re-build time series from pwelch after removing peaks in the spectra
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I have time series data that is similar to the following:
t = 3650; % number of days in ten years
t = 1:t; % generate time vector
fs = 1; % sampling frequency (days)
A = 2; % amplitude
P = 365; % period (days), the time it takes for the signal to repeat itself
f1 = 1/P; % number of cycles per second (i.e. how often the signal repeats itself every second).
y = A*sin(2*pi*f1*t); % signal
y = awgn(y,15,'measured');
% spectra for data
n = 1024;
Nfft = n;
[Pxx, Freq] = pwelch(y,hamming(n),n/2,Nfft,1);
where I have 10 years of data that is characterised by a strong seasonal cycle, which is obvious from the data but also identified using pwelch. Next, I would like to re-generate the original series from the spectra but set the peaks equal to the power of a smooth background model (I'm assuming this would be the same as removing the peaks from the spectra and smoothing with the nearest points?), which would remove the seasonal cycle from the data and return the remaining time series. Note that the reason I'm doing this is because I will eventually have a more complicated series that will have additional periods and I would like to remove them aswell.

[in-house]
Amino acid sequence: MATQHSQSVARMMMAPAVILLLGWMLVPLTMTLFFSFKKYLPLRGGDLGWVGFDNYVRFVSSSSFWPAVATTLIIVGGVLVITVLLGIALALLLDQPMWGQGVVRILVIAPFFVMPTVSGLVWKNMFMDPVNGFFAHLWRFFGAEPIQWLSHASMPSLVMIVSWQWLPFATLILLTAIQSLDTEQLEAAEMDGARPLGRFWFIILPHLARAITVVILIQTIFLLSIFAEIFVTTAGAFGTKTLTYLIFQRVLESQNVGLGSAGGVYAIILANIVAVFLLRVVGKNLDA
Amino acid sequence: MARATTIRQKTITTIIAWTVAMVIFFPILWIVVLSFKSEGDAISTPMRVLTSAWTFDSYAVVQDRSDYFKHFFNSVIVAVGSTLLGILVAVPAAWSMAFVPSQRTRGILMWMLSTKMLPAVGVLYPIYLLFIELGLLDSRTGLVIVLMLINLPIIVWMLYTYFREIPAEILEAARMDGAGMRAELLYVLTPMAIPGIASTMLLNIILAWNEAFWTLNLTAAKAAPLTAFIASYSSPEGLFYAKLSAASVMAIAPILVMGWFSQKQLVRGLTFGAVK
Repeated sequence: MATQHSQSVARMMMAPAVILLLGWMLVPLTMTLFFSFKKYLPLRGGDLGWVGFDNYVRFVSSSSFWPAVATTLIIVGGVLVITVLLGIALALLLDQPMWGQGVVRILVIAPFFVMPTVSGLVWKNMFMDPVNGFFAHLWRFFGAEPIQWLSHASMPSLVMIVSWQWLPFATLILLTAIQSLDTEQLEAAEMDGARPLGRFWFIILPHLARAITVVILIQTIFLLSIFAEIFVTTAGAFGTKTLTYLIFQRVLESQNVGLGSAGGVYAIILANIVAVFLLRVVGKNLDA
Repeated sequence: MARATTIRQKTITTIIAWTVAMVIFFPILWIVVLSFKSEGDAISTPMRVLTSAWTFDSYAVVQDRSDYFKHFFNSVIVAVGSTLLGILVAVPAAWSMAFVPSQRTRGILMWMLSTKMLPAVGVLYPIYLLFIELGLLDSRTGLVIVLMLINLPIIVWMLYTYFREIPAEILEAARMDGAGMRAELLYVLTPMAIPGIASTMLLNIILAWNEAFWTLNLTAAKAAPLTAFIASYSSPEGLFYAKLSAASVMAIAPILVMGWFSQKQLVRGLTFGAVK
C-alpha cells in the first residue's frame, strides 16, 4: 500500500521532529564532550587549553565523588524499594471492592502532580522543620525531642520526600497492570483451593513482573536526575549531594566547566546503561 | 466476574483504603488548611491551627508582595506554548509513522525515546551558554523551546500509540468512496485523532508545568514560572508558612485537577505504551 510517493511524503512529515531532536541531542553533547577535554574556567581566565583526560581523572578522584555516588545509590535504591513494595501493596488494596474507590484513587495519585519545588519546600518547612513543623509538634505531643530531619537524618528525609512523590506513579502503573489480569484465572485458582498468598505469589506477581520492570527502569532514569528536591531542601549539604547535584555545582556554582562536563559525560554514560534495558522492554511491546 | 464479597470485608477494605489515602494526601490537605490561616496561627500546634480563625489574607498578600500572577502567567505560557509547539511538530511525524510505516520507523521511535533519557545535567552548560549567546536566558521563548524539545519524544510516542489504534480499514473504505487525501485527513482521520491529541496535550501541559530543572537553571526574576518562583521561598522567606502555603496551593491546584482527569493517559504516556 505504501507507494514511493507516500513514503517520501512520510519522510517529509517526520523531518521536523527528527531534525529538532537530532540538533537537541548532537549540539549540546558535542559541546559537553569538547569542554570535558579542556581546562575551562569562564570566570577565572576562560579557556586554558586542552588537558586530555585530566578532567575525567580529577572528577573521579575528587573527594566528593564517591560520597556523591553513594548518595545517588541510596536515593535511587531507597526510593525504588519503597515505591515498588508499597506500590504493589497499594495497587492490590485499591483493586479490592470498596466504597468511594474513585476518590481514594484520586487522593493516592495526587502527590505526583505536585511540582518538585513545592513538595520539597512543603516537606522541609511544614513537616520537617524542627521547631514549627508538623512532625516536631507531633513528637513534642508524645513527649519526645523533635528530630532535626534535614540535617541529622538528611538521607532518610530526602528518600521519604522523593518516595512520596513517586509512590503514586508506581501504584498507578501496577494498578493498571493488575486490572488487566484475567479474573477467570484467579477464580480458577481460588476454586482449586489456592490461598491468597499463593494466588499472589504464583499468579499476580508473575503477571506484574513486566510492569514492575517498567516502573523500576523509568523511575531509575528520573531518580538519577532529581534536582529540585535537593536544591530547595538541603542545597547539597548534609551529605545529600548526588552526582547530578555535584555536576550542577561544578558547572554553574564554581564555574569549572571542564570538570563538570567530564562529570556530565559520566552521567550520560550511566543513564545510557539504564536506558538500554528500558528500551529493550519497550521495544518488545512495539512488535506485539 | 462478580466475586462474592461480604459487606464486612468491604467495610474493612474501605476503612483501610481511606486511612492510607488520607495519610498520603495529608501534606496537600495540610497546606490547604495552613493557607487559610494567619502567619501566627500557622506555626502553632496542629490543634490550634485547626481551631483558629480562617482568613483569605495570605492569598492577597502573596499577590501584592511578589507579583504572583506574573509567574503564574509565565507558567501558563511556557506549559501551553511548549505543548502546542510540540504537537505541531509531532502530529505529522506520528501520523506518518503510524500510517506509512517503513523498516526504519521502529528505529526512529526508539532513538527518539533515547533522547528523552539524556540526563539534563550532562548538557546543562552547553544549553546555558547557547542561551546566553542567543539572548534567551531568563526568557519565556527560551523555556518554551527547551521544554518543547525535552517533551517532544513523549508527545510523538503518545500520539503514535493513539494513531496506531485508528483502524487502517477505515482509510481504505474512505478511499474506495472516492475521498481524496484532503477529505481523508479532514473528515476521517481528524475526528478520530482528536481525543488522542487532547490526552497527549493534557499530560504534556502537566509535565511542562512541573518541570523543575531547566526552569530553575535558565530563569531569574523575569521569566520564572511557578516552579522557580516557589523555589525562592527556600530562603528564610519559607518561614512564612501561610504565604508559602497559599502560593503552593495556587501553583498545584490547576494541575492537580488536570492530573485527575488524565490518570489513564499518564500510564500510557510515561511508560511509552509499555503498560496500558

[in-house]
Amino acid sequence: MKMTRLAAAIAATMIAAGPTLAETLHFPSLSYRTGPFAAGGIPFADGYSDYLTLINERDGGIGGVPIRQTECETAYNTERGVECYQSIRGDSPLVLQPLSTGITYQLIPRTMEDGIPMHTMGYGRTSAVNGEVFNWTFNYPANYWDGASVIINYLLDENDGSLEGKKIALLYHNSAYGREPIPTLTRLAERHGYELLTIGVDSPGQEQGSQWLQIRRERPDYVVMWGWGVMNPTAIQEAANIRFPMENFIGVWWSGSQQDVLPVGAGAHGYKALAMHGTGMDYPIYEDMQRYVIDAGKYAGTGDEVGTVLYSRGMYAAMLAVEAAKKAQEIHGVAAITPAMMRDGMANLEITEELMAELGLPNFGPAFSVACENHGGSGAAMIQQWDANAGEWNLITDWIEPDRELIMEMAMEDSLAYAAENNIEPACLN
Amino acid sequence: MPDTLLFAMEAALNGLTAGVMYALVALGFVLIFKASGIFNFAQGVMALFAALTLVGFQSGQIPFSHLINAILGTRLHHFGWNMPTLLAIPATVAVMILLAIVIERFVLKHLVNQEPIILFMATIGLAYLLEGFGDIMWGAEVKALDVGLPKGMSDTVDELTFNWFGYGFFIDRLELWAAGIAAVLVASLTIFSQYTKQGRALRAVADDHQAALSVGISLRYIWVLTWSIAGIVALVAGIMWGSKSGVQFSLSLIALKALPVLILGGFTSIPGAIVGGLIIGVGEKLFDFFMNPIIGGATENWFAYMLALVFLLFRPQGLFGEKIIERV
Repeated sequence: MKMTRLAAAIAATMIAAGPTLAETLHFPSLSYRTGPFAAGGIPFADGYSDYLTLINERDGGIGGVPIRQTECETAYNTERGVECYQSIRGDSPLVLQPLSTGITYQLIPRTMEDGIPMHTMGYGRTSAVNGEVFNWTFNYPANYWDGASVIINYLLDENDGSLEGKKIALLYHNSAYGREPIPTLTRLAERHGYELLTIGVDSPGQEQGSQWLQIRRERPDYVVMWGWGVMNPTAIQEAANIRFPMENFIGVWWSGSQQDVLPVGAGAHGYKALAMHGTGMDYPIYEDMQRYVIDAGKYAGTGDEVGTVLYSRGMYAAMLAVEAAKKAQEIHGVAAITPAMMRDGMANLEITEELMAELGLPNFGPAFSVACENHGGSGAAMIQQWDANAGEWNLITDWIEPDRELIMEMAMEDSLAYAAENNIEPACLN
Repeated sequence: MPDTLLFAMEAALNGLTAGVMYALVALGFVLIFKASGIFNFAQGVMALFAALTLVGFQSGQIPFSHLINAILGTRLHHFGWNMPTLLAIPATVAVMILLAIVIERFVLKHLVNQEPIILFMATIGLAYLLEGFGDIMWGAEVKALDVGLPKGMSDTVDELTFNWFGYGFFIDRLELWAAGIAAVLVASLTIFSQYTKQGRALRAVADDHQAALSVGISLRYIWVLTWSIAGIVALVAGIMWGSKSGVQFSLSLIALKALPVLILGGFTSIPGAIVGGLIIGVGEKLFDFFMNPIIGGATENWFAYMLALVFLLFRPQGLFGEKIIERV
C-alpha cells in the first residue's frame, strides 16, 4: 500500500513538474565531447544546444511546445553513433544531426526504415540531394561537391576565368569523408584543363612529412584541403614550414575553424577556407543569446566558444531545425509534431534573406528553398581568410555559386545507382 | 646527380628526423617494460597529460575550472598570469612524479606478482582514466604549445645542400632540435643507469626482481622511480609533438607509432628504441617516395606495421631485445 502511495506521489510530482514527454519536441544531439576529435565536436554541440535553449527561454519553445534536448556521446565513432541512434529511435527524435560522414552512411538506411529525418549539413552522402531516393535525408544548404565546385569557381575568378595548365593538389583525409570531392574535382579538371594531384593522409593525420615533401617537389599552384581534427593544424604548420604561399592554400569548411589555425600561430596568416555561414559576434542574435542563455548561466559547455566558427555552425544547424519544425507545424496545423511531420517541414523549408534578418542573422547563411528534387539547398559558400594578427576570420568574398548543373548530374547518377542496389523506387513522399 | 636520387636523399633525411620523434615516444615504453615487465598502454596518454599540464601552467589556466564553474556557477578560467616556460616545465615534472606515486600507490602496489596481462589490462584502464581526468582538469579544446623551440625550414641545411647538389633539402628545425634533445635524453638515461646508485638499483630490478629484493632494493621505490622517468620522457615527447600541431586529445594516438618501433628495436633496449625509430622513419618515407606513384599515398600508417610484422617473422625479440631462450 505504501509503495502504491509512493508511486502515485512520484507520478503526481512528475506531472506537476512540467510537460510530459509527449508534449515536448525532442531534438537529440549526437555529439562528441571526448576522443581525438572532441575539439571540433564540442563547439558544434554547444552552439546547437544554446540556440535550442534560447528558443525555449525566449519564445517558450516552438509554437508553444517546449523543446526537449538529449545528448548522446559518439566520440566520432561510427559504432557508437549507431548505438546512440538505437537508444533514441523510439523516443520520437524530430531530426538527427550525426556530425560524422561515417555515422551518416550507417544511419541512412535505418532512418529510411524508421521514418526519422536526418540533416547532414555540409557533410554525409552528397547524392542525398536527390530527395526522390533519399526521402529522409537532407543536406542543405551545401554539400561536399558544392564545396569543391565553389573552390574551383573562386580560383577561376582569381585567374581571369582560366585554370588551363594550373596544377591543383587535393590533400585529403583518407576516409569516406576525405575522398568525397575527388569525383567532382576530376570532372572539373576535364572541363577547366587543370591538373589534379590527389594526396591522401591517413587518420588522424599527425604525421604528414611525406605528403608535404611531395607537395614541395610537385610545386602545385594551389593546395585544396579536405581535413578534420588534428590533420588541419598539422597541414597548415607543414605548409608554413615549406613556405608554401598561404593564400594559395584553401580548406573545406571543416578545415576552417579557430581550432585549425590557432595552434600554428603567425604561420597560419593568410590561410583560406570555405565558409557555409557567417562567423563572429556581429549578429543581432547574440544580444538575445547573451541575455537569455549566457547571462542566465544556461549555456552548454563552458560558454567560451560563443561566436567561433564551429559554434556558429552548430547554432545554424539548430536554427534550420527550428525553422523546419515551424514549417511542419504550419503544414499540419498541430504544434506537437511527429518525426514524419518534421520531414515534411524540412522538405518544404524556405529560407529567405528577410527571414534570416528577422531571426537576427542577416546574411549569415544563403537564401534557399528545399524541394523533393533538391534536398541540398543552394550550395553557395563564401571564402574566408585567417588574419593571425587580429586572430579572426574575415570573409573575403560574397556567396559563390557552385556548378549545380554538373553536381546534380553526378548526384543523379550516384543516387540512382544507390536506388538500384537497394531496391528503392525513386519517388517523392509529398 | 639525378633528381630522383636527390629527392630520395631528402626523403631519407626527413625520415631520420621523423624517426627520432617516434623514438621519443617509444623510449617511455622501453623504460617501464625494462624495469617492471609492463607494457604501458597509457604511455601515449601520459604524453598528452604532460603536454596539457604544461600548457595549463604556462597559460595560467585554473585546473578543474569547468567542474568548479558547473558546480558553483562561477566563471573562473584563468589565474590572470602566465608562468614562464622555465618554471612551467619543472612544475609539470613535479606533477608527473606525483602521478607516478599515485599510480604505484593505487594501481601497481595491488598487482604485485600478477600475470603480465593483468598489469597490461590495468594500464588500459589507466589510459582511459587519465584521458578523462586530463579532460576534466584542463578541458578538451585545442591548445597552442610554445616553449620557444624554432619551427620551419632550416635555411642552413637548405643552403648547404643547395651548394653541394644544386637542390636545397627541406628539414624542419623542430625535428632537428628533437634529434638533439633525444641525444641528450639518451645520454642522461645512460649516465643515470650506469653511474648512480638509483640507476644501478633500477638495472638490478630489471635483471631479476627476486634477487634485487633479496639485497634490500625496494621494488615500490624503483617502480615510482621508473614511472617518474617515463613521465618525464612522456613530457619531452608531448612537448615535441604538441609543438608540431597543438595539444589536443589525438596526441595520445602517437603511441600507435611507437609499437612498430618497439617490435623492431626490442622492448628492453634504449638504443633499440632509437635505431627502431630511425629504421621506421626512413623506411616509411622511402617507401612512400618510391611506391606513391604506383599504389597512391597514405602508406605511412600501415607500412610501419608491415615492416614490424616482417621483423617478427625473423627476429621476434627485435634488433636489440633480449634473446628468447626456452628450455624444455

Brian Neiswander on 21 Aug 2015
I recommend using a band-stop filter rather than manually removing a peak from the spectra and then recreating the time-domain signal. Manually removing peaks can produce strange results when working with measurement data due to content bandwidths and harmonics.
In your example data above, you can use the "butter" function to design a Butterworth band-stop filter with cutoff frequencies at 0.8 to 1.2 times the seasonal cycle frequency:
>> [b,a] = butter(2,[0.8 1.2]*f1/(fs/2),'stop'); %2nd order band-stop filter
Then filter the data using the "filtfilt" function:
yf = filtfilt(b,a,y);
You can then check that the seasonal cycle has been attenuated in the power spectra:
>> [Pxxf, Freqf] = pwelch(yf,hamming(n),n/2,Nfft,1); %estimate psd of filtered signal
>> hold on;
If you have the Signal Processing Toolbox, you can also try using the interactive "Filter Design & Analysis Tool" to quickly test out different filters:
You can follow the links below for more information on the "butter" and "filtfilt" functions:
Hope this helps.